discount; ..... "


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Old 12-30-2006, 08:25 PM   #12
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Re: 12/2 Uf-b W Ground What Is It?


If anyone was ever concerned about their product, they could be concerned about what yutzes they sell the product too and what yutzes they have working there giving advice and how to's.

My County has an unwritten rule that any central heating gas appliance can only be sold to licensed heating contractor who are licensed in this county. The home pepots will not sell a furnace in this county or those insane non vented gas logs.

I think when we talk about criminal and illegal bootlegging we could point the finger at zillion dollar corps that encourage these bootleggers.

I also have some issues with the terms "criminal" and "illegal" and believe those terms should be used carefully. Our county lost a large suit because an inspector overstepped his authority. But that would be for another thread.
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Old 12-31-2006, 03:23 AM   #13
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Re: 12/2 Uf-b W Ground What Is It?


Unlicensed Persons are not criminals, and do not do illegal work?

TDLR Issues First Two C&D Orders For Unlicensed Electrical Work
With 100,000 Electricians Licensed, TDLR Refocusing Efforts to Enforcement
July 27, 2005
For Immediate Release
Contact: Patrick Shaughnessy
512-463-3208

AUSTIN – The criminal background checks are complete and more than 100,000 electrician licenses have been issued. With state licensing of electricians now a reality, the Texas Department of Licensing and Regulation (TDLR) is refocusing its efforts from issuing electrician licenses to pursuing enforcement against individuals who are performing electrical work without a license.

TDLR has issued cease and desist orders to businesses in Houston and Streetman, requiring them to stop performing any electrical work unless and until they obtain an electrical license. These were the first two such orders issued by TDLR under the state’s electrician licensing program, which was created by the 78 th Texas Legislature and took effect on September 1, 2004.

“Up until recently our efforts have been focused on getting eligible electricians licensed,” said William Kuntz, TDLR’s executive director. “We now have issued more than 100,000 electrician licenses and eligible electricians have had ample time to obtain a license. The next step in the natural evolution of this program is to begin cracking down on people who are performing electrical work but who can’t or won’t get a license.”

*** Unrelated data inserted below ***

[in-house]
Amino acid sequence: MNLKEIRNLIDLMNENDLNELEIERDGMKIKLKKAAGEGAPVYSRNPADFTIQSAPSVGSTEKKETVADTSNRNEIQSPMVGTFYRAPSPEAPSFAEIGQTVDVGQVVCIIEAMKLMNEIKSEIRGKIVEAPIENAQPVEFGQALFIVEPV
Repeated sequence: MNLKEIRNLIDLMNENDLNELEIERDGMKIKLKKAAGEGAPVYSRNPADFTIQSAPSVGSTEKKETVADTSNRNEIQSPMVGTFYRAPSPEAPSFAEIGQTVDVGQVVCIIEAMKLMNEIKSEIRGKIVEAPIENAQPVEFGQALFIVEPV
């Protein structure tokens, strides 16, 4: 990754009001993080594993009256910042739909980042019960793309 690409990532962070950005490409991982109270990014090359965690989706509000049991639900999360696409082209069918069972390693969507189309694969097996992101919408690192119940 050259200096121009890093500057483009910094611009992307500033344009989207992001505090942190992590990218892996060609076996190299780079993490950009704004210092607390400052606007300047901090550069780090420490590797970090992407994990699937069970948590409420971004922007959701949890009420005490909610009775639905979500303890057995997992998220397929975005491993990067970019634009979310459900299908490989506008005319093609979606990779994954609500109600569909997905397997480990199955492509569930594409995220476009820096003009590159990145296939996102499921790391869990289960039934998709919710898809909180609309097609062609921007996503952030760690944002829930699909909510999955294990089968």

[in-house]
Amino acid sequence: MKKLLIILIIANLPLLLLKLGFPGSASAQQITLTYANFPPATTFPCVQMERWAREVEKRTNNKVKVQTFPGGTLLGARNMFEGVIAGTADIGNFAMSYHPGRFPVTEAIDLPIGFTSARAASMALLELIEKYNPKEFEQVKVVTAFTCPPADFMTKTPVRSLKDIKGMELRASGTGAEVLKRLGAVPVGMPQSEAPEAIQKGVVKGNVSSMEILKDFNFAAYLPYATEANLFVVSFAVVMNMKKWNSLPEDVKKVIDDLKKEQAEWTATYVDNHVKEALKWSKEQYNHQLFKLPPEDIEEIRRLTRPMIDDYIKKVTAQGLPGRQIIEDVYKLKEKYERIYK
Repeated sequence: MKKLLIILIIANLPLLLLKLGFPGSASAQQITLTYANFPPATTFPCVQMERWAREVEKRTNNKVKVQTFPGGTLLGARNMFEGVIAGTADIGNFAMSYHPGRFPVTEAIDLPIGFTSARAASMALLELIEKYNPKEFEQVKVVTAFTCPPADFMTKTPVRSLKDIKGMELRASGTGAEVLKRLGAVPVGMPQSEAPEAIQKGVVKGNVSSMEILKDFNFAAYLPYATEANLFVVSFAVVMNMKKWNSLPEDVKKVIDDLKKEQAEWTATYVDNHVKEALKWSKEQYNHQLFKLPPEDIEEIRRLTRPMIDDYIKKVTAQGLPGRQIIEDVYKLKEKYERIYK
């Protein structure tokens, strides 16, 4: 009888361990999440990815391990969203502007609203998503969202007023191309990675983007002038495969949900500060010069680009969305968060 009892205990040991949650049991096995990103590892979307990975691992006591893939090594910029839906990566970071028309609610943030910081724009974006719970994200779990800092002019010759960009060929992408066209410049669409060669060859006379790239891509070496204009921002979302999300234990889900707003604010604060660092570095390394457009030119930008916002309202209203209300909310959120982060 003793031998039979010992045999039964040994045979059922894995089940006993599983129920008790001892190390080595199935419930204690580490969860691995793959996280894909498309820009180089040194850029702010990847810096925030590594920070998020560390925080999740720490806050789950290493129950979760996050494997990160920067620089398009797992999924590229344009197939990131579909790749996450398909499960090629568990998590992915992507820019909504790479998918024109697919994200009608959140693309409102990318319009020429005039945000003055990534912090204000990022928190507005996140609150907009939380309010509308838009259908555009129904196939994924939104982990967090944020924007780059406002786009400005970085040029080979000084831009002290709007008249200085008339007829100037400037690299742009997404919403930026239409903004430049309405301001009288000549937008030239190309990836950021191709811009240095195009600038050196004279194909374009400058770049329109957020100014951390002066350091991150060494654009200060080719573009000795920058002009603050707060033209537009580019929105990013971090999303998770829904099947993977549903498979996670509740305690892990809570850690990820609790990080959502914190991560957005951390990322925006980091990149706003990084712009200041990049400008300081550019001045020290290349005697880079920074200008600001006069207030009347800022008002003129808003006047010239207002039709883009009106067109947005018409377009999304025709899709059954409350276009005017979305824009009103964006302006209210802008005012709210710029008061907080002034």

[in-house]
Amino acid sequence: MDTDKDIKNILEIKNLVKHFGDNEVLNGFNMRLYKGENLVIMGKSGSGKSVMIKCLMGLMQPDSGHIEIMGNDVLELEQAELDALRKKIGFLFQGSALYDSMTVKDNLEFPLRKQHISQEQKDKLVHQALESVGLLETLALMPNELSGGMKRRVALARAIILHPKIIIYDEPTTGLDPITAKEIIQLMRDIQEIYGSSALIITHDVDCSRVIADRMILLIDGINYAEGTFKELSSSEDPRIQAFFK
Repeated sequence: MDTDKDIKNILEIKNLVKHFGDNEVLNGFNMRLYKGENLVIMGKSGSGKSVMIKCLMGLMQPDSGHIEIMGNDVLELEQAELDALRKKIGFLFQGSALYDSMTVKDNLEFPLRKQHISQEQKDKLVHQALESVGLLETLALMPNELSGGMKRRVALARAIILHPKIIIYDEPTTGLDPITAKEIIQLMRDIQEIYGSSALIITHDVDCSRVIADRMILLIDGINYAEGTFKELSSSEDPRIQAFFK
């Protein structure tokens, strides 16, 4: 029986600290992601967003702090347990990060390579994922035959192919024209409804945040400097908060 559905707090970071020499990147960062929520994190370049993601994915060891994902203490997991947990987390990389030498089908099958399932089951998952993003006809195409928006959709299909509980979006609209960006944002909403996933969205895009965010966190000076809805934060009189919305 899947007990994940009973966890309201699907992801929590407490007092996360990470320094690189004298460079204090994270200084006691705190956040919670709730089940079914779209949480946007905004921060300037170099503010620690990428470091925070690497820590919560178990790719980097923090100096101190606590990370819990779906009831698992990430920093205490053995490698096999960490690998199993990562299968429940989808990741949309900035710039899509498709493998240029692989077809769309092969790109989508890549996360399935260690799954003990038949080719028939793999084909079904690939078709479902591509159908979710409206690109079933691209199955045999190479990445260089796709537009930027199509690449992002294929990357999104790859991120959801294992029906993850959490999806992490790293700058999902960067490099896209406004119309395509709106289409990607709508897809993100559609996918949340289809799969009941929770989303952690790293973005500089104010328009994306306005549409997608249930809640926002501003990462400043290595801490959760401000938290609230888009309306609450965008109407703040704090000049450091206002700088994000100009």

House Bill 1487, which was passed by the 78 th Texas Legislature, makes performing unlicensed electrical work an administrative violation punishable by a fine. House Bill 1317, passed by the 79 th Texas Legislature, also makes it a violation to offer to perform regulated electrical work without a license. “Offering” can be as simple as running a newspaper advertisement.

“Our enforcement efforts so far have concentrated on keeping people with serious criminal records out of consumers’ homes by performing criminal background checks on all applicants and revoking licenses obtained with false statements,” Kuntz said. “Now we are redirecting those efforts. The law says you need a license to do residential or commercial electrical work. We are going to enforce the law.”

Since TDLR began issuing electrician licenses in March 2004, the agency conducted more than 102,000 criminal background checks and almost 200 applicants have been denied licenses based on criminal convictions for violent crimes or crimes of moral turpitude, such as theft or sexual assault. TDLR also has revoked six electrician licenses based on false statements in the application, and 16 individuals have surrendered their licenses when they were notified TDLR was opening an investigation into their applications.


Last edited by JoeTedesco; 12-31-2006 at 03:28 AM. Reason: TDLR Issues First Two C&D Orders For Unlicensed Electrical Work